Typical employer pensions are defined contribution based where they match your RRSP up to a certain percentage of your salary. For example, my previous employer offered 5% RRSP matching which means that if my salary was $50,000, they would match up to $2,500 in RRSP contributions for the year. It’s a great deal because it’s basically free money.
The caveat to this free money is that the RRSP investment choices are often restricted to specific insurance/mutual fund company and their limited investment offerings. For example, a part time NL government worker will not qualify for the defined benefit pension, but is required to invest in the defined contribution plan (DCP). This DCP is locked in with Great West Life and their investment options. While I must admit that the offerings are decent with relatively low MERs for mutual funds (PH&N), over the long run, lower fees would result in a bigger nest egg.
However, when I was working with industry, the company partnered with a mutual fund company that had higher fees, and many actively managed mutual fund options. Many with a higher MER which I only found out because I asked for the details. You’ve heard it all before, but 90% or more actively managed mutual funds do not even keep up with the index over the long run (after their fees).
Choosing the Mutual Funds
So the question remains, which mutual funds should you choose in your employer pension plan? You guessed it, pick the index funds – the ones with the word “index” in the title of the fund. If you follow the indexed “couch potato” philosophy of investing, then you’ll pick 4 funds:
- Canadian Index
- US Index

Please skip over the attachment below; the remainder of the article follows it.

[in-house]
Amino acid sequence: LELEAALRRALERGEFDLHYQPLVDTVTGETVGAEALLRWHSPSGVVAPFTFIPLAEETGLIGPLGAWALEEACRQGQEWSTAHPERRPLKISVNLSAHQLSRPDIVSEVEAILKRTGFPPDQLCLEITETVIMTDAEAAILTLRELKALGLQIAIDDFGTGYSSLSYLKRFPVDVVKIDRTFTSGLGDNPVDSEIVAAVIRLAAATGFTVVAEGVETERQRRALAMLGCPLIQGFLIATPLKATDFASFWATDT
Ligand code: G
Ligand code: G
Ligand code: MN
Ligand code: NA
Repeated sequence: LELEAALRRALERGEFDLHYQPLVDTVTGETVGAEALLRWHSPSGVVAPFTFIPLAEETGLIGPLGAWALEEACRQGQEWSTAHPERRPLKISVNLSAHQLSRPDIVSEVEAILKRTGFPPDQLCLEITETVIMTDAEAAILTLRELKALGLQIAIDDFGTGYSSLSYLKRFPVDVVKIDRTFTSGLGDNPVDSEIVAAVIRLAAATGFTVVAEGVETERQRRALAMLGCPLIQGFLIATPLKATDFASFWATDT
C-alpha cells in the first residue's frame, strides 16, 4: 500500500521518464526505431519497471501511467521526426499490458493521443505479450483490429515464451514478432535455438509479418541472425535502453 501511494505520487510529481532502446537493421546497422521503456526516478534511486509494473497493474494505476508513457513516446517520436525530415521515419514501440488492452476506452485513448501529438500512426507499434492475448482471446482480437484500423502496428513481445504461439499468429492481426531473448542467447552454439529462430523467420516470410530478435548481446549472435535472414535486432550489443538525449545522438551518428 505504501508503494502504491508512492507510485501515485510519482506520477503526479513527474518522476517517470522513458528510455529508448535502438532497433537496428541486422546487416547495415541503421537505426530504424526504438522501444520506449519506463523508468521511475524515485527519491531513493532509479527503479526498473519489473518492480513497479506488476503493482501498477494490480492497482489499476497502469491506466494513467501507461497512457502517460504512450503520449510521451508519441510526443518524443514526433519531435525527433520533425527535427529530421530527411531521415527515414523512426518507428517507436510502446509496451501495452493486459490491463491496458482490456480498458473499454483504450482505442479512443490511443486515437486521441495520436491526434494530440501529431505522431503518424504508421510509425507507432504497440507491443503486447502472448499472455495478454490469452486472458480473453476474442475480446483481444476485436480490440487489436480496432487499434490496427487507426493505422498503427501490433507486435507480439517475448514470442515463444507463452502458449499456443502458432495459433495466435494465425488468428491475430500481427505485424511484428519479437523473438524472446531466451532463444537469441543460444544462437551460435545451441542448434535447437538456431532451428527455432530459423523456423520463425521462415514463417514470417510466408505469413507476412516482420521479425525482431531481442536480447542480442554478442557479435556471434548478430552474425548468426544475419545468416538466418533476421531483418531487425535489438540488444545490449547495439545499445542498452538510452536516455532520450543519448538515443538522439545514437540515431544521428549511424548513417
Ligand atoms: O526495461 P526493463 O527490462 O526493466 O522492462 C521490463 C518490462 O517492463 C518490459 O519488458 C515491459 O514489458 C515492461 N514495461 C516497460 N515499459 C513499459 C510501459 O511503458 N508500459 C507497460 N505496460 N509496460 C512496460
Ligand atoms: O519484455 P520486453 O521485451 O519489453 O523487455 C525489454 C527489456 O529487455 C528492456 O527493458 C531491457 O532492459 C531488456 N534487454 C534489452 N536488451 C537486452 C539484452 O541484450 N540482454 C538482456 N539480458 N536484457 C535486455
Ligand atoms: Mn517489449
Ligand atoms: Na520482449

- International Index
- Bond Index
Here is an example of an indexed mutual fund portfolio that I setup for our family RESP along with percentage allocations of each fund.
When you obtain the mutual fund offerings, it may be in a confusing list, but don’t despair. As I mentioned, look for the word index which should also have the lowest MER. For example, this is what my last employer offered:
Canadian Equity Funds (MER)
- True North Fidelity (1.35%)
- Canadian Equity Investco Trimark (1.25%)
- Canadian Equity MB (0.85%)
- Capped Cdn Equity SLI (0.75%)
- Cdn Equity Capped Index (0.675%)
- Canadian Dividend SLMF (0.90%)
- Small Cap SLI (1.0%)
Foreign Equity Funds (MER)
- US Equity Beutel G (1.00%)
- US Equity GEAM (0.95%)
- US Equity JF (0.85%)
- US Equity Index SLI (0.675%)
- International Equity Beutel G (1.0%)
- International Equity JF (1.15%)
- International Equity Index SLI (0.90%)
- Global Equity Invesco Trimark (1.25%)
- Global Equity Templeton (1.35%)
Fixed Income Funds (MER)
- Fixed Income MB (0.85%)
- Canadian Bond Index SLI (0.675%)
- Mortgage SL (1.125%)
Looking at this list, I would choose:
- Cdn Equity Capped Index
- US Equity Index SLI
- International Equity Index SLI
- Canadian Bond Index SLI
Spreading your money evenly across the four funds would result in an overall portfolio MER of 0.73% – not too bad!
For long term investment performance, a portfolio needs to keep costs low (keep MER as low as possible) and your odds of success is better if the mutual fund is passively managed (ie. indexed). To do this with a work pension, the best bet is to choose indexed mutual funds and re-balance (maintain the percentage of each mutual fund) at a schedule that works for you. Personally, I like to re-balance when new money is added to the account, but for others, once a year is plenty.If you would like to read more articles like this, you can sign up for my free newsletter service below (we will not spam you).